Feelworld’s entry into the LED lighting space came with two new lights in two varieties. There are 125W and 225W versions of Feelworld’s FL series LED lights, each available in either bicolour or daylight-only options. the FL125DFL125BFL225D and FL225B are priced at $199.99, $239.99, $309.99 and $349.99, respectively and present a good low-budget option with a decent amount of power for new filmmakers looking to start off their lighting collection.

Aputure MT Pro (Amazon / B&H) – $199

The Aputure MT Pro is Aputure’s first full-colour mini LED tube light. At 11.8″ long, this is not a huge tube light, but it is extremely versatile. Being so small, it’s quite easy to hide it in small spaces where you want to add a little light to stop it from going to blackness or to simulate a lighting effect, such as flicker from a TV or police car lights outside a window. Its built-in battery that charges over USB-C also means that you can do it without wires trailing all over the place, too.

Colbor CL60 (Amazon / B&H) – $129-149

Colbor is still a relatively unknown company in the lighting world, and while they haven’t produced many lights yet, they are producing some interesting ones. Interesting ones like the Colbor CL60. This 60W LED is available in both daylight and bicolour flavours and features a modular, stackable design allowing you to gang multiple lights together in order to create a larger single light source. If you’re not sure where to start but want expansion options for the future, this is a good option to check out.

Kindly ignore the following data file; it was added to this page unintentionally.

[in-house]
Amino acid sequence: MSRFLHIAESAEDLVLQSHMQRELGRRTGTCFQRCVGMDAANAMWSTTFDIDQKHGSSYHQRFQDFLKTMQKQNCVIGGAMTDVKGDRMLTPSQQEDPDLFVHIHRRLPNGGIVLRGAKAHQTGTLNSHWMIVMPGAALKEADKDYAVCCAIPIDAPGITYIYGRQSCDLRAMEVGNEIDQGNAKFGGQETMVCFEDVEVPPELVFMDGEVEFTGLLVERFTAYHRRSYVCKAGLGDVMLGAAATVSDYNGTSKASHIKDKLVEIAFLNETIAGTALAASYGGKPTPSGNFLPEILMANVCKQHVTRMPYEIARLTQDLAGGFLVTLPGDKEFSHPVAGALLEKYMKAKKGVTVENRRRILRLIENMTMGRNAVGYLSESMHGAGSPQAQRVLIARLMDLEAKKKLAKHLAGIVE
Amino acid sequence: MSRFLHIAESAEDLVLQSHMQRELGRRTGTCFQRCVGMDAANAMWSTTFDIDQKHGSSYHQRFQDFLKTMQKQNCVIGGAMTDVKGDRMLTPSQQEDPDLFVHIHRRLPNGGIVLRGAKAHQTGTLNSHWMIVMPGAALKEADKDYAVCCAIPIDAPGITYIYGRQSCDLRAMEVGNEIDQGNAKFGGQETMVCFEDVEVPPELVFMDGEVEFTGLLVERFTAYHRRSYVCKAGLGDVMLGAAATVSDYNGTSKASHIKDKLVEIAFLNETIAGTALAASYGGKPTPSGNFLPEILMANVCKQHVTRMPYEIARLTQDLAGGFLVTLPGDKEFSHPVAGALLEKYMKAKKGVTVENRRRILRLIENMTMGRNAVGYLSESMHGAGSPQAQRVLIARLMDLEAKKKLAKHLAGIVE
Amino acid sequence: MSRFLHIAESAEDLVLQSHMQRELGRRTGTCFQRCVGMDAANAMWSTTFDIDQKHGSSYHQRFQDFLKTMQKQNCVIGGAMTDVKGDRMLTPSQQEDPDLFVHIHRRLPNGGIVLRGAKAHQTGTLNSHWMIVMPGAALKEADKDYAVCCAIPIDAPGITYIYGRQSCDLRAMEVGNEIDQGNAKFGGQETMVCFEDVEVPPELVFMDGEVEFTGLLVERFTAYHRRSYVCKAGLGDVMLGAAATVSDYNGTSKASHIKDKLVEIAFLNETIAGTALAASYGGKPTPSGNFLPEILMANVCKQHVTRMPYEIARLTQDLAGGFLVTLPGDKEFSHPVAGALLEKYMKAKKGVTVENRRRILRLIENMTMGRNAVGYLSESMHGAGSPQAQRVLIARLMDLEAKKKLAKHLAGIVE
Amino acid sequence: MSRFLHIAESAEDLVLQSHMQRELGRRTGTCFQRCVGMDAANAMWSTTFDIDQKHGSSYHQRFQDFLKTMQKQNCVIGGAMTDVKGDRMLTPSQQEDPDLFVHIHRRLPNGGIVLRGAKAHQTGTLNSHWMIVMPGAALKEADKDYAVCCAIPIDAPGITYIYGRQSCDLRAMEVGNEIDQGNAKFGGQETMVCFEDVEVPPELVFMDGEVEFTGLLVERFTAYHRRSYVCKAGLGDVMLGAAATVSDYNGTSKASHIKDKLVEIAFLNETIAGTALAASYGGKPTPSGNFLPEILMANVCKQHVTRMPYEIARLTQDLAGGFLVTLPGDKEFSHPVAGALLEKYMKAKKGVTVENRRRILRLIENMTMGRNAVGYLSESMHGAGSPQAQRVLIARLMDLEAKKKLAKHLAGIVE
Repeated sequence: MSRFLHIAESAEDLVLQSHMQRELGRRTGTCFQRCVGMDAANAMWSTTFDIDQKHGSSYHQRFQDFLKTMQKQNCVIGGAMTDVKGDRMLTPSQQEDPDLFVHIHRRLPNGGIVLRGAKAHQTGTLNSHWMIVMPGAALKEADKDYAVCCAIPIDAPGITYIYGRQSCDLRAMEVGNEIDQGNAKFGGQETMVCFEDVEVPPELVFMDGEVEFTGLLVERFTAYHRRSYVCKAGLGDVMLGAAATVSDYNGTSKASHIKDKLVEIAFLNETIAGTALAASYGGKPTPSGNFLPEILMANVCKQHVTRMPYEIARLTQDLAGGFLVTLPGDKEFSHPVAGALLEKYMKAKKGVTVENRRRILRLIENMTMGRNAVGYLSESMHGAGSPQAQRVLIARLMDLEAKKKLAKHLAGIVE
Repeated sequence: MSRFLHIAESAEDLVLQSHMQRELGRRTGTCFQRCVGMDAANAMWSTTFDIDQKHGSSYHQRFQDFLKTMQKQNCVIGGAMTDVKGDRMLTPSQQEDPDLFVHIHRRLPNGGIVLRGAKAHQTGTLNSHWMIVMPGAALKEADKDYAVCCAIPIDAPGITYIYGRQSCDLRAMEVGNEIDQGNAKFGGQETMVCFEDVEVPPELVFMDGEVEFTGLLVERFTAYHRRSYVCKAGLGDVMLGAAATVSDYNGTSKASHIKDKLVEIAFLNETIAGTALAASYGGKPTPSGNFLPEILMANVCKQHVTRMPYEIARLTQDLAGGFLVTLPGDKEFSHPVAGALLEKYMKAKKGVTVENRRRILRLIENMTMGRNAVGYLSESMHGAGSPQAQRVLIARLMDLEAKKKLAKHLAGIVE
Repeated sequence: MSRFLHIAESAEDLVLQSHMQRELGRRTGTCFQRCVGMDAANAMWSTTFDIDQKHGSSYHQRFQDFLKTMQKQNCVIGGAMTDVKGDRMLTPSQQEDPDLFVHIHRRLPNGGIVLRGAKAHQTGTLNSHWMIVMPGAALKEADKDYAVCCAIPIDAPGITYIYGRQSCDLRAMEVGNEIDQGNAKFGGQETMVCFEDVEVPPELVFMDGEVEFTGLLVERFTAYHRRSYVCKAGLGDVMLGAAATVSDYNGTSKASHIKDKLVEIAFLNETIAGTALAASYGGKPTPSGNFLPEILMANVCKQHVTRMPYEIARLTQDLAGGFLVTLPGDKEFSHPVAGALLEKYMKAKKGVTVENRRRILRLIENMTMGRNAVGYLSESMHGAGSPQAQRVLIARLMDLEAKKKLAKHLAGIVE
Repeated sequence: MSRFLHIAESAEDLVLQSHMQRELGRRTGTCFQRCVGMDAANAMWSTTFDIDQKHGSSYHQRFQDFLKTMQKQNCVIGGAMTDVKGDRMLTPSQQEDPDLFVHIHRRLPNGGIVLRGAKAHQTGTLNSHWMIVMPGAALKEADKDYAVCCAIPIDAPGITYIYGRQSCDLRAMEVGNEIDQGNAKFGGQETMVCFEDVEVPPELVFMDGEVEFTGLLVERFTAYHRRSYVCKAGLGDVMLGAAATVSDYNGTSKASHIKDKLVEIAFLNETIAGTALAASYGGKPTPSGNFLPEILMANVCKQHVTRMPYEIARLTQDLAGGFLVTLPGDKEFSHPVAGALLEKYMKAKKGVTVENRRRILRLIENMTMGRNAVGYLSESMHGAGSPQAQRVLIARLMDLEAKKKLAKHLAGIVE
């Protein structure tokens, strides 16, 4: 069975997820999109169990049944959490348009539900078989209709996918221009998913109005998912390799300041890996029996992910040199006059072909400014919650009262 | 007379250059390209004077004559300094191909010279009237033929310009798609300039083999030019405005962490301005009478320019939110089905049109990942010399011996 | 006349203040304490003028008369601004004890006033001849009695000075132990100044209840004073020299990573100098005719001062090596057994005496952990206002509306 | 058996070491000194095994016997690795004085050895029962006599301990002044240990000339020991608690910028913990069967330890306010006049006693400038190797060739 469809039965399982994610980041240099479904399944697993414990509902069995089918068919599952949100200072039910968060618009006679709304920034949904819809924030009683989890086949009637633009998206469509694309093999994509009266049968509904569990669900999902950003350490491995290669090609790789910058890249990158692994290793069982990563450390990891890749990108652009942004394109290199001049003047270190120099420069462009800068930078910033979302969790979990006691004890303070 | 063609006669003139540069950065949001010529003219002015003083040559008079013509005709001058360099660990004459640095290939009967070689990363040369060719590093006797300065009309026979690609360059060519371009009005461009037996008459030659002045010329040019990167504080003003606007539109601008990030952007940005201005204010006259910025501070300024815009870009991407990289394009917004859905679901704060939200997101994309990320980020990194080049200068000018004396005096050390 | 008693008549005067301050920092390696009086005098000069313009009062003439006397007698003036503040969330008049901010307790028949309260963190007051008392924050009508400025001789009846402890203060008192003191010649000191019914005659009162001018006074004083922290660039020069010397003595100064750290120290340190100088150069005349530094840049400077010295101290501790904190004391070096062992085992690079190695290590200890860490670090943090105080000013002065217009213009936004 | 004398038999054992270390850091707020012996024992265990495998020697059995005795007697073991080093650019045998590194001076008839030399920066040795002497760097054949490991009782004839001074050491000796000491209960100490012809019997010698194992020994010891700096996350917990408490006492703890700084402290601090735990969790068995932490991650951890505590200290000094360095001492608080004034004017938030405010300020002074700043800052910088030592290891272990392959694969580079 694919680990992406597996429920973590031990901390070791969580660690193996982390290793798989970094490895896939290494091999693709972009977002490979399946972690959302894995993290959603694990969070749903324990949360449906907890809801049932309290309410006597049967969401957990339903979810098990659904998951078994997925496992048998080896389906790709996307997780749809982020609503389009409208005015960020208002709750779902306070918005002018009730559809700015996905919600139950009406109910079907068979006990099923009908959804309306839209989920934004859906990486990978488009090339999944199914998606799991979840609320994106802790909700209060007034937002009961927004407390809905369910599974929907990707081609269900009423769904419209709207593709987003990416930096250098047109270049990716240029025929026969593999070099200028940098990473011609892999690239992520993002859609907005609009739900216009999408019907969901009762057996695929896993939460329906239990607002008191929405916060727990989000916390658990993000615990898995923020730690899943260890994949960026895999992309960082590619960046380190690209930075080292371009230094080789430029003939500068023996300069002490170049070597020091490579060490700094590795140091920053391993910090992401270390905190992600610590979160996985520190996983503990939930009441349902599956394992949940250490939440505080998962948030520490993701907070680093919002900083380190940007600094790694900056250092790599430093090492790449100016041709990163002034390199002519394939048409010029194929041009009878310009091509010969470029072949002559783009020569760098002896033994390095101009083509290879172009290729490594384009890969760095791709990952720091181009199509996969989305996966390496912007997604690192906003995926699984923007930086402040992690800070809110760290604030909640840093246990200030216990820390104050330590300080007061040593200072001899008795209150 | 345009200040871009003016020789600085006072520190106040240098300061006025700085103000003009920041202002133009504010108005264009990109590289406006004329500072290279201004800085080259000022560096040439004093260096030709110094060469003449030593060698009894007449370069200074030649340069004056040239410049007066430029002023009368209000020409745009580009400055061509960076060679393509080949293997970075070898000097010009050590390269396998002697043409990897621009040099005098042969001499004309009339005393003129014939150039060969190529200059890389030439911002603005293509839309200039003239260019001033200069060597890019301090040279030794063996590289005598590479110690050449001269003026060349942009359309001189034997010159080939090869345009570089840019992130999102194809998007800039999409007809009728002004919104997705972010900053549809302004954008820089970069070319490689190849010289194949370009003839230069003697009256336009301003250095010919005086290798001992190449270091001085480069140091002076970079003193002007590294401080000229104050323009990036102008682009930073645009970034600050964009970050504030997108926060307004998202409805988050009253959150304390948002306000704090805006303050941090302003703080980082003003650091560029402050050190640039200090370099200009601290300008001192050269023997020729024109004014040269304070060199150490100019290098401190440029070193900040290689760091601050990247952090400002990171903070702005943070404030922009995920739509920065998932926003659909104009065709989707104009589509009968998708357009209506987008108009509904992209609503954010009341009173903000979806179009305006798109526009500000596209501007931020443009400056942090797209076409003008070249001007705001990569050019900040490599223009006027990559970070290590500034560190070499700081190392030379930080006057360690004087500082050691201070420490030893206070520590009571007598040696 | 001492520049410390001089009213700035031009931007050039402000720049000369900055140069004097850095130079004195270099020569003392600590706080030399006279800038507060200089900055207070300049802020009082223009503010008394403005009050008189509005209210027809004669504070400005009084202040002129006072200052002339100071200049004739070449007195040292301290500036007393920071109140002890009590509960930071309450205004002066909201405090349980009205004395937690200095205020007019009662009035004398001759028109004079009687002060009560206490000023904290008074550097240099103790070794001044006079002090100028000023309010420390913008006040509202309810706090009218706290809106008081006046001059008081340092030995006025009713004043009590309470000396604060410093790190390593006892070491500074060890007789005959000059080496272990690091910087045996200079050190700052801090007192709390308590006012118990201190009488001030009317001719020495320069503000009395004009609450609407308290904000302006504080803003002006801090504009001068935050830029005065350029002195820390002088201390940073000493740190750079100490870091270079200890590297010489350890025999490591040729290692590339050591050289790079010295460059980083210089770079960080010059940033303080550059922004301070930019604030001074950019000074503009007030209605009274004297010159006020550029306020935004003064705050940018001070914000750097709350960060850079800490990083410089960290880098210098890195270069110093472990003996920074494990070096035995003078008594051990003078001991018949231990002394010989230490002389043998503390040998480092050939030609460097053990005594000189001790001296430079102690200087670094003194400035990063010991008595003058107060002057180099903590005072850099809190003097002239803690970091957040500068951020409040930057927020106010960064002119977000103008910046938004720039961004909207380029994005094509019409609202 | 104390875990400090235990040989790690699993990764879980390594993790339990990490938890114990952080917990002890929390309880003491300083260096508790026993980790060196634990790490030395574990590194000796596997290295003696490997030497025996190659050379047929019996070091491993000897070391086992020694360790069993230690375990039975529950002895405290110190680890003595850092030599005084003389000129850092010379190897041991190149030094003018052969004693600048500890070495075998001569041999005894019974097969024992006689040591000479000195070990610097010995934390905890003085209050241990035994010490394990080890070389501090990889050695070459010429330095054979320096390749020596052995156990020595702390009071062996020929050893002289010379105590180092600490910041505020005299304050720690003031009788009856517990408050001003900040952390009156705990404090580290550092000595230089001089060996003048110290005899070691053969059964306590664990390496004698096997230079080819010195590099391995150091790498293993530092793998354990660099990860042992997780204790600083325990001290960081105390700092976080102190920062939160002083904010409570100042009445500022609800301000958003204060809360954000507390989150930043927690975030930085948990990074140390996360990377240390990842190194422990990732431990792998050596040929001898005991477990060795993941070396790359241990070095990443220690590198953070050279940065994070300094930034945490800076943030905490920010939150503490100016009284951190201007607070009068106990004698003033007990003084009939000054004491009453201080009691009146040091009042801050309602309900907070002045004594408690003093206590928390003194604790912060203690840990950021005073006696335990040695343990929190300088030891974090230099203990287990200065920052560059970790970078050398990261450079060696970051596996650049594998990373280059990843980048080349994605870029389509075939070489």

Elinchrom FIVE (Amazon / B&H) – $1,849.99

The Elinchrom FIVE is the newest release from long-time photography lighting manufacturer Elinchrom. While this is primarily a strobe designed for photography, it does also contain a 26W bicolour LED modelling light, which should be bright enough for some video uses. It’s a 522Ws battery-powered strobe that’s capable of charging up via USB-C Power Delivery at up to 65 Watts. A little pricier than other options on the market, but Elinchrom has a lot of history behind them to back up their gear.

Zhiyun Fiveray F100 (Amazon / B&H) – $249

2022 marked Zhiyun’s entry into the lighting world this year, too. Initially, they went with the Fiveray FR100C and, more recently, the F100. The two lights are very similar, although the F100 offers a little more RGB power, helping it to compete a little better with other lights on set. It has high CRI and TLCI ratings of 96 and 97 respectively, with a white balance range of 2700-6200K. Its built-in battery provides up to half an hour’s use at full power and can be charged up over USB Power Delivery from a compatible charger or power bank.

Godox R200 Ring Flash (Amazon / B&H) – $279